The organizations assert that they established both types of standing. First, the organizations maintain that their members have suffered, and will continue to suffer, racial profiling by law enforcement complying with S.B. 168. Second, the organizations assert that they have diverted resources from existing programs to respond to S.B. 168. Neither theory holds water.
1. The Organizations Do Not Have Standing Based on Their Members' Alleged Injuries.
The organizations lack standing based on their members' alleged injuries. “To establish associational standing, an organization must prove that its members would otherwise have standing to sue in their own right.” Jacobson, 974 F.3d at 1249 (internal quotation marks and citation omitted). All agree that racial profiling qualifies as an injury in fact. But the organizations have not established that their members face present harm or a “certainly impending” threat of racial profiling as a result of S.B. 168. Clapper, 568 U.S. at 410, 133 S.Ct. 1138.
The organizations' alleged harm “rests on their highly speculative fear,” id., that: the federal government will target their members for deportation; the federal government will enlist the help of local authorities, even though street-level cooperation with federal officials is exceedingly rare; local officials will invoke their authority under S.B. 168 to justify cooperation; local authorities will successfully target the organizations' members; and local authorities, following federal directives, will racially profile the organizations' members in the process despite S.B. 168's explicit ban on discrimination. This “highly attenuated chain of possibilities,” id.—which “rest[s] on speculation about the decisions of independent actors,” id. at 414, 133 S.Ct. 1138 (noting the Supreme Court's reluctance to endorse such standing theories)—“does not satisfy the requirement that threatened injury must be certainly impending,” id. at 410, 133 S.Ct. 1138. It is, if anything, improbable.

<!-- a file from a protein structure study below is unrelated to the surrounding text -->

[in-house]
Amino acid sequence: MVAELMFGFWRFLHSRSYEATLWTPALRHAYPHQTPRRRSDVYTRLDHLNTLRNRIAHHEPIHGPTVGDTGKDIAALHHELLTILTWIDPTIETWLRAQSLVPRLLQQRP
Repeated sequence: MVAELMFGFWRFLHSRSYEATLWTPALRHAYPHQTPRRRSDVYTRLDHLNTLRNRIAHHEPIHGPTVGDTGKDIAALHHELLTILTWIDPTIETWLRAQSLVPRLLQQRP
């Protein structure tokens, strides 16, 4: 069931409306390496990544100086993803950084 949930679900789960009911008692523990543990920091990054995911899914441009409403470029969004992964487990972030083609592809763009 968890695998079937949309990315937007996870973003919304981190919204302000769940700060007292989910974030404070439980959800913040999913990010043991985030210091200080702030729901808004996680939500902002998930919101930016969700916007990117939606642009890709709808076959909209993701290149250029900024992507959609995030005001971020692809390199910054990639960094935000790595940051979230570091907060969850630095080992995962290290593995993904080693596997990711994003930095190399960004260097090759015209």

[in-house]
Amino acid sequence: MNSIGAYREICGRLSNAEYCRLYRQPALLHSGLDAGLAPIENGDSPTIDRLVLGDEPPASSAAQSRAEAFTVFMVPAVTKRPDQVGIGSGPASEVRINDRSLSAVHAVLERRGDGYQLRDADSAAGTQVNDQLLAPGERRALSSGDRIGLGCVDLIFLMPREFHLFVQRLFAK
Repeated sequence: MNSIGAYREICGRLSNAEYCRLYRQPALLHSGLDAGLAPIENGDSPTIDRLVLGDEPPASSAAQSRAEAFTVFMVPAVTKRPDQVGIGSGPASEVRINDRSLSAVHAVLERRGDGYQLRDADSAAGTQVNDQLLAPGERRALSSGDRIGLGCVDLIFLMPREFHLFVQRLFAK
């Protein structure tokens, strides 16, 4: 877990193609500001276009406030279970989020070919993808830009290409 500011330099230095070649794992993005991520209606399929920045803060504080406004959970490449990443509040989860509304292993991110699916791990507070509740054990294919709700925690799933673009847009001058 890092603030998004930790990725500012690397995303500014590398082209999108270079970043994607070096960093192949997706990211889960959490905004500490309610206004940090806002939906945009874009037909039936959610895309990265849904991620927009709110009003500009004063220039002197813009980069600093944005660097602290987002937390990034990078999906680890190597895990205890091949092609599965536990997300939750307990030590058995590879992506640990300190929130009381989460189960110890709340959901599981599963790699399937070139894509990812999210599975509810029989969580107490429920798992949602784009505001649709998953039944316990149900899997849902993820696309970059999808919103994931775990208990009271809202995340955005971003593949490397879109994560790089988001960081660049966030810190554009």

The organizations resist this conclusion. They argue that their members “have suffered injuries from racial and ethnic profiling, unlawful or unfounded traffic stops, and illegal detentions by law enforcement agencies that are attempting to comply with the requirements of S.B. 168.” The organizations maintain that this evidence “show[s] that [their] members have been and will be direct targets of S.B. 168.”
We disagree. Forty years ago, the Supreme Court made clear that past occurrences of unlawful conduct do not establish standing to enjoin the threat of future unlawful conduct. See City of Los Angeles v. Lyons, 461 U.S. 95, 102, 103 S.Ct. 1660, 75 L.Ed.2d 675 (1983). The members' generic allegations of previous racial profiling by Florida law enforcement do not prove that any future injury is imminent.
The organizations try to solve their imminence problem by alleging actual present harm under S.B. 168. That is, they argue that their members have already been profiled because of the new law. But their proof is lacking.
The record does not establish that S.B. 168 caused their alleged profiling. For example, one witness conceded on cross-examination that the alleged profiling occurred before S.B. 168's effective date. Another member acknowledged that she did not know why a stop occurred. As in Clapper, the members can “only speculate” that the alleged profiling occurred because of S.B. 168. 568 U.S. at 412–13, 133 S.Ct. 1138. Instead of suing immediately to enjoin enforcement of S.B. 168, the organizations would have been better off waiting for concrete evidence that the enforcement of S.B. 168 would lead to profiling. In this sense, their challenge is not ripe for judgment. See Abbott Lab'ys v. Gardner, 387 U.S. 136, 149, 87 S.Ct. 1507, 18 L.Ed.2d 681 (1967). Even if the organizations could prove that local officers profiled their members, they have not proved that the officers acted based on S.B. 168.
The organizations also argue that their members have suffered present harm because the members have refused “essential health, social, and government services” to avoid racial profiling under S.B. 168. But Clapper forecloses this theory. “Where a ‘hypothetical future harm’ is not ‘certainly impending,’ plaintiffs ‘cannot manufacture standing merely by inflicting harm on themselves.’ ” Muransky v. Godiva Chocolatier, Inc., 979 F.3d 917, 931 (11th Cir. 2020) (en banc) (quoting Clapper, 568 U.S. at 416, 133 S.Ct. 1138). And we have rejected the argument that plaintiffs have standing based on their “subjective fear of ․ harm” and its “chilling effect.” Corbett v. Transp. Sec. Admin., 930 F.3d 1225, 1238–39 (11th Cir. 2019). Because the members' feared racial profiling is not “certainly impending,” their self-imposed harms do not create a cognizable injury sufficient to support Article III standing.
2. The Organizations Do Not Have Standing in Their Own Right.